Cross-Examination: When the defense questions a witness who has been called to testify by the prosecution or vice versa
Defendant: Someone who has been formally charged by the court with committing a specific crime
Defense Counsel (or Attorney): According to the Sixth Amendment of the U.S. Constitution, all people accused of a crime have the right to an attorney. These are attorneys who provide criminal defense and are referred to as defense attorneys. Attorneys paid by the state to defend accused clients are typically known as public defenders.
Deposition: A witness statement taken outside of court but in the presence of attorneys (prosecution and defense)
Dismissal: When the judge ends the case for any reason before a verdict is reached
Docket: The formal record of the court proceedings. A "trial docket" sometimes refers to the list of cases to be tried on any given day or in a specified period of time.
Felony: A crime considered severe by the criminal justice system. A felony usually carries a potential punishment of at least a year in prison.
Habeas Corpus: The right of a prisoner to challenge the constitutionality of their imprisonment
Hearsay: A witness's testimony about things they did not witness themselves or have firsthand knowledge of
Misdemeanor: A crime considered to be less severe than a felony. Being convicted of a misdemeanor typically carries a punishment of a fine or imprisonment of less than a year.
Motion: An oral or written request by an attorney to the court before, during, or after a trial
Parole: A convicted person's release from jail or prison under legal supervision. A parole officer oversees them while they are on parole.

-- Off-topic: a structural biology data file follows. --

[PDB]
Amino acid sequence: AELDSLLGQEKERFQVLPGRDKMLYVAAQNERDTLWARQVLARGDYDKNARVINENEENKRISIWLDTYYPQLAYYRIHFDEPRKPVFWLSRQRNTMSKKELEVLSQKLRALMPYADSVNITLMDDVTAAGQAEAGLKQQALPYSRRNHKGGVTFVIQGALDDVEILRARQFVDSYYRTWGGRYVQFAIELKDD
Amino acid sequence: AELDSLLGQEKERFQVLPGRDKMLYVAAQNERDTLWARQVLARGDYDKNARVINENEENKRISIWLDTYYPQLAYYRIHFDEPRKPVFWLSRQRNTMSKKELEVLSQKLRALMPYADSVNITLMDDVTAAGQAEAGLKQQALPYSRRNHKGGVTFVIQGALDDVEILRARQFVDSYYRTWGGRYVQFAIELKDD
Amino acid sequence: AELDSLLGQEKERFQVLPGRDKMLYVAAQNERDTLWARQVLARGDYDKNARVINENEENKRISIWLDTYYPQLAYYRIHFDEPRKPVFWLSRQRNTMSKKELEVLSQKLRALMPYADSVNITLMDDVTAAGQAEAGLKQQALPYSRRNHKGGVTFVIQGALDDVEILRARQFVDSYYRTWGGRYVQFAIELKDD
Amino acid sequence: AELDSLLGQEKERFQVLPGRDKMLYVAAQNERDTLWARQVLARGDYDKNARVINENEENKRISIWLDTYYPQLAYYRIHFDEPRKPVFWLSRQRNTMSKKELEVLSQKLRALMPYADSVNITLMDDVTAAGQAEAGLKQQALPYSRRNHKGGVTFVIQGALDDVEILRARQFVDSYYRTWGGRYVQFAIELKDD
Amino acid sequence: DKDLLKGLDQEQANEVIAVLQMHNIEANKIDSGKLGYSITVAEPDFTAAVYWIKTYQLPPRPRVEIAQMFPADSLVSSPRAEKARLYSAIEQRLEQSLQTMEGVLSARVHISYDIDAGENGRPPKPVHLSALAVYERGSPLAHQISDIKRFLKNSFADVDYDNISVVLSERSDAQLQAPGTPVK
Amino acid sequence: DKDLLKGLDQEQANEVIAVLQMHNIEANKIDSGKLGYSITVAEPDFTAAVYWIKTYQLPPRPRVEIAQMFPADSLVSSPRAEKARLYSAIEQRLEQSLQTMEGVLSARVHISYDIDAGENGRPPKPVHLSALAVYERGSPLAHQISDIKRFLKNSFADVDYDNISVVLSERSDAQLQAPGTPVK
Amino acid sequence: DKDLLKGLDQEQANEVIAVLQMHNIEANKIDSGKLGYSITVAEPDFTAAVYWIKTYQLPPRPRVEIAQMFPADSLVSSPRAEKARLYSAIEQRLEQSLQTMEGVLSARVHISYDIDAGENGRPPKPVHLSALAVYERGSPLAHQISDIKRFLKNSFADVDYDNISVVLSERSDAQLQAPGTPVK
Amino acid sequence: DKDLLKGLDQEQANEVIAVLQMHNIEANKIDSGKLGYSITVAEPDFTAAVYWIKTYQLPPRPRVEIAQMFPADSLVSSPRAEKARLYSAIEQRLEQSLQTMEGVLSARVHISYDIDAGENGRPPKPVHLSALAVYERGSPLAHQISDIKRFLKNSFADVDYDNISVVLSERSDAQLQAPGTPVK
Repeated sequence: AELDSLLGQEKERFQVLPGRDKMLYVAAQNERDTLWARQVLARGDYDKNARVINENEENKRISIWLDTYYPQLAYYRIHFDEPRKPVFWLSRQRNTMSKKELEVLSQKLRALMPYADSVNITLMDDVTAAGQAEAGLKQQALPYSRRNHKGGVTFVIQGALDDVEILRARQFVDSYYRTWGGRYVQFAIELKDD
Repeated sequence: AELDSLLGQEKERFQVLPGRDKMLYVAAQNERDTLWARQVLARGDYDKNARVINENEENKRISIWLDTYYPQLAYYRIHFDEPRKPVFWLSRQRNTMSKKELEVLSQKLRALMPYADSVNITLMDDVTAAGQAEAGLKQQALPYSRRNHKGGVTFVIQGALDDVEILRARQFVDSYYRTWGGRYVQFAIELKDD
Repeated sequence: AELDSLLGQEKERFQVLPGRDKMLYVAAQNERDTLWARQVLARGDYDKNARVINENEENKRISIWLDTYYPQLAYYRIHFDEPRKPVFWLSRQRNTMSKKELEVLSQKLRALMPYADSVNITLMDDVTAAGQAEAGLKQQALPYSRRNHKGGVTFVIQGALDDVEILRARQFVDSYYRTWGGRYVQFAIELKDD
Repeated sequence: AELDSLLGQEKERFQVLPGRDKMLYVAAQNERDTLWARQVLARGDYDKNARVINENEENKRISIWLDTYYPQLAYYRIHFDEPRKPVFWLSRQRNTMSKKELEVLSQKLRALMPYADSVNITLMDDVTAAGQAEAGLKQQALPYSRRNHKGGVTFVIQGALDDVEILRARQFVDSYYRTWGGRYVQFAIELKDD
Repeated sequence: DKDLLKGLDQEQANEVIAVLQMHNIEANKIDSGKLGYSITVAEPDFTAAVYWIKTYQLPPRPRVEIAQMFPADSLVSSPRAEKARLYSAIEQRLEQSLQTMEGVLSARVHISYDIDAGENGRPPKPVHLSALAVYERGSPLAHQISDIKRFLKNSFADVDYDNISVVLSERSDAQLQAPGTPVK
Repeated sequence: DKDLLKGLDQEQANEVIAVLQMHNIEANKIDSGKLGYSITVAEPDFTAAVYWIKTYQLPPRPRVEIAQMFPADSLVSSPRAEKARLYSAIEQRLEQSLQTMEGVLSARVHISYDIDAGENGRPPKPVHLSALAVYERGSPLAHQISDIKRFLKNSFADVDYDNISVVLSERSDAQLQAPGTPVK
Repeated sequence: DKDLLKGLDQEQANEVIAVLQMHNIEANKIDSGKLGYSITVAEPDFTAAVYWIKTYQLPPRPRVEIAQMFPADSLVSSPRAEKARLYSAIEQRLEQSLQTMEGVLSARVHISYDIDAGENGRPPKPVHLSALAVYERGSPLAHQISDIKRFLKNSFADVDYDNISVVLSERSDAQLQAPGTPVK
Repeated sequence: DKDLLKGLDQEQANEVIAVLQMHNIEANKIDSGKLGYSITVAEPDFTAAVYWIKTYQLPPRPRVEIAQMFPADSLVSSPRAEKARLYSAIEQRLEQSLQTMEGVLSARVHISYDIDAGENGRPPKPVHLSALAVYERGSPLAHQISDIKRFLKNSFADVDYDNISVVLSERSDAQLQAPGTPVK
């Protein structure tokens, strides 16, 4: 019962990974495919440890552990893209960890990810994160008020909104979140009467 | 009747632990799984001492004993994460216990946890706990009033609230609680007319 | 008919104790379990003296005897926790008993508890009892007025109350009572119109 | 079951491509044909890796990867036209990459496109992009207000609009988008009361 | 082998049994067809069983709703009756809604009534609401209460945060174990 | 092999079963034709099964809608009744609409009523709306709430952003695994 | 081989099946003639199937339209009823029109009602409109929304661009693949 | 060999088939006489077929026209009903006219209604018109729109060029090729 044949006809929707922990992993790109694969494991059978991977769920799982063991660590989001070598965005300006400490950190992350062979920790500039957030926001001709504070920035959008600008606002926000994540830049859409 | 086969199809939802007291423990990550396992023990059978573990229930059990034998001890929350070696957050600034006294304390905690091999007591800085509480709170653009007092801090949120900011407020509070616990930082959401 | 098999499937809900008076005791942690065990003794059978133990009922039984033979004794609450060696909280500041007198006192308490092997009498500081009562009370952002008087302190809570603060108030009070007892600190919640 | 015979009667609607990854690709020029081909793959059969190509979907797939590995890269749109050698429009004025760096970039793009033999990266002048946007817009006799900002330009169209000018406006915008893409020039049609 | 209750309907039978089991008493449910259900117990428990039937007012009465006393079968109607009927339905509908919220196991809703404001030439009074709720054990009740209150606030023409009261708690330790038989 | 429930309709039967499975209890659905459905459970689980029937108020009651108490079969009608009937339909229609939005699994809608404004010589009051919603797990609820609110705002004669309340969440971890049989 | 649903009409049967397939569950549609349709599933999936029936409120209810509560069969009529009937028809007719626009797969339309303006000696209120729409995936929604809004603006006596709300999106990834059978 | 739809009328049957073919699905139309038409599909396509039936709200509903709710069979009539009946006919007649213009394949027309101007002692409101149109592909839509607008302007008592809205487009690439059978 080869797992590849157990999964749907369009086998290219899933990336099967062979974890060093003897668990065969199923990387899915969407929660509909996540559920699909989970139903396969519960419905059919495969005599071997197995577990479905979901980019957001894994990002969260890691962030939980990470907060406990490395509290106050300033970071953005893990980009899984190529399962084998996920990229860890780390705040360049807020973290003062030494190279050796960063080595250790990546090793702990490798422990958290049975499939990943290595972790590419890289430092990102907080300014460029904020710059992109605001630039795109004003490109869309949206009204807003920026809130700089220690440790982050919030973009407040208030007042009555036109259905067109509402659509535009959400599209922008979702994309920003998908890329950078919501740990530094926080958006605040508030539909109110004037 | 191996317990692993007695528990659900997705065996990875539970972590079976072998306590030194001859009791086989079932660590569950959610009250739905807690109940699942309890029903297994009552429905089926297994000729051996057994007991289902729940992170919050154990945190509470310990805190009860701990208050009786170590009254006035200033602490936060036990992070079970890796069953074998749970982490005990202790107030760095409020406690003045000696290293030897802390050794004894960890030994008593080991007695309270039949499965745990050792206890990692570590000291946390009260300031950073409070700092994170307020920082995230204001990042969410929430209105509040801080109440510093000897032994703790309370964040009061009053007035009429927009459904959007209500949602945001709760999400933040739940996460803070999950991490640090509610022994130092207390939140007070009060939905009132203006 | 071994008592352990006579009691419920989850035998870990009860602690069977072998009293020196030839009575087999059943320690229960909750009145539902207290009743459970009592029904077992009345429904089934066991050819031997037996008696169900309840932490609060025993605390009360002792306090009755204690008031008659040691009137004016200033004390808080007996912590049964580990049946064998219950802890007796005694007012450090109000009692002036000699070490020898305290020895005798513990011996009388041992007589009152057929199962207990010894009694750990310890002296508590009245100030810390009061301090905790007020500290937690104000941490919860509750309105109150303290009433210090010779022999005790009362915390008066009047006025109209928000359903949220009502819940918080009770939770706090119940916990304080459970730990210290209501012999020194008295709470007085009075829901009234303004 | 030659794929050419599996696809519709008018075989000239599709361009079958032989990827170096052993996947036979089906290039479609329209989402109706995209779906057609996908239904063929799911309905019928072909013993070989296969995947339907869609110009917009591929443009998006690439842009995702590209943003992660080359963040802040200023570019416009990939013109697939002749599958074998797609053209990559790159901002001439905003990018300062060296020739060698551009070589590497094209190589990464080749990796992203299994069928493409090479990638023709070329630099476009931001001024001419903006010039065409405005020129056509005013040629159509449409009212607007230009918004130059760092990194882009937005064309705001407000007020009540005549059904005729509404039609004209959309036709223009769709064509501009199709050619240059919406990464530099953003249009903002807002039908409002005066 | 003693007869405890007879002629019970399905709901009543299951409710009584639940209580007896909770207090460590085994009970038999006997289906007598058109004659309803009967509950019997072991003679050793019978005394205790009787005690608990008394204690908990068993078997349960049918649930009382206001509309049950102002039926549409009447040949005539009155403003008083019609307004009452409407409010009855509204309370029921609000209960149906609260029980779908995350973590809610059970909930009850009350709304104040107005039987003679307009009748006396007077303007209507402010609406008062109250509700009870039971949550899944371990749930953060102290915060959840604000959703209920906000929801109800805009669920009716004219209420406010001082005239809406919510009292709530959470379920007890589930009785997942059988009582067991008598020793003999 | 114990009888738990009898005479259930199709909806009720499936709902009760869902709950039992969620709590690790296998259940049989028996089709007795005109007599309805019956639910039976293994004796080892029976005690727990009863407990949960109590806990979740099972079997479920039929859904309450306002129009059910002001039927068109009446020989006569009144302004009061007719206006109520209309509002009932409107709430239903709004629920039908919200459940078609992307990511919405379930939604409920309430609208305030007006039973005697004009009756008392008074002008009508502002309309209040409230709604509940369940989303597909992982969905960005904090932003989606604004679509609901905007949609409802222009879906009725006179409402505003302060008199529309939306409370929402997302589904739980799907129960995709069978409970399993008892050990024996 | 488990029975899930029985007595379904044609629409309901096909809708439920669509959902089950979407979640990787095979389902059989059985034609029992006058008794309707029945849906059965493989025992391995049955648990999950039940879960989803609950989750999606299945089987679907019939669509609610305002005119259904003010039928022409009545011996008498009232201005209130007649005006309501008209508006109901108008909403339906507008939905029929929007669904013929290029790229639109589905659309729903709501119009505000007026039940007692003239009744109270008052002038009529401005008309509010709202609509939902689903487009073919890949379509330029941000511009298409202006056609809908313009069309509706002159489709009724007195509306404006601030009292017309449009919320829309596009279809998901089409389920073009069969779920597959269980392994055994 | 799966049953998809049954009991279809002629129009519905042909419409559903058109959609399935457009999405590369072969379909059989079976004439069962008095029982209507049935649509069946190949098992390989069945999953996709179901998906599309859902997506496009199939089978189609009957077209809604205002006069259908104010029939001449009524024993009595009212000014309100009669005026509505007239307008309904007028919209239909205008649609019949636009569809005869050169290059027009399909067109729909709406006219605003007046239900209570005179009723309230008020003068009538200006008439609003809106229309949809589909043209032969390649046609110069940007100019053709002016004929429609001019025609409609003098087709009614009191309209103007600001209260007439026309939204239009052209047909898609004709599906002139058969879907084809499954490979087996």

Plea Agreement: A deal between the prosecution and the defense that brings the case to a close. Typically, it involves the defendant pleading guilty to a lesser crime that carries a less severe sentence.
Preliminary Hearing: The purpose of a preliminary hearing, held in front of a judge before the trial, is to determine if there is sufficient probable cause for the case to proceed to trial.
Probable Cause: The requirement that there be a reasonable basis for an arrest or a property search
Restitution: A punishment levied against a convicted person ordering them to compensate the victims or court system for costs resulting from their crime
Restraining Order: An order forbidding someone from contacting another person
Subpoena: A court order requiring a person to appear in court at a specific date and time to act as a witness. A subpoena may also be issued to order people or an organization to turn over documents to the court.
Testimony: A witness's account of the events in question and answers to questions they are asked in court
Voir Dire: The process of questioning the potential jury pool to choose the trial jury
Warrant: An order signed by a judge directing a member of law enforcement to carry out a property search, seize goods or records, or arrest an individual
Additional Criminal Justice Resources
- The Criminal Justice System
- Intro to the American Criminal >Justice System
- >The Criminal Justice System Does What it Was Designed to Do
- >Court Terminology
- How Courts Work
- The Players in a Trial Courtroom
- Role of the Judge and Other Courtroom Participants
- Justice 101: Trial
- What to Expect at a Criminal Trial
- The Legal Process in the United States: A Criminal Case
- Criminal Law and Procedure Encyclopedia
- Know Your Rights if You Get Arrested
- Proper Etiquette for When You're Under Arrest
- Potential Defenses to Criminal Charges
- Know Your Rights: Stopped by Police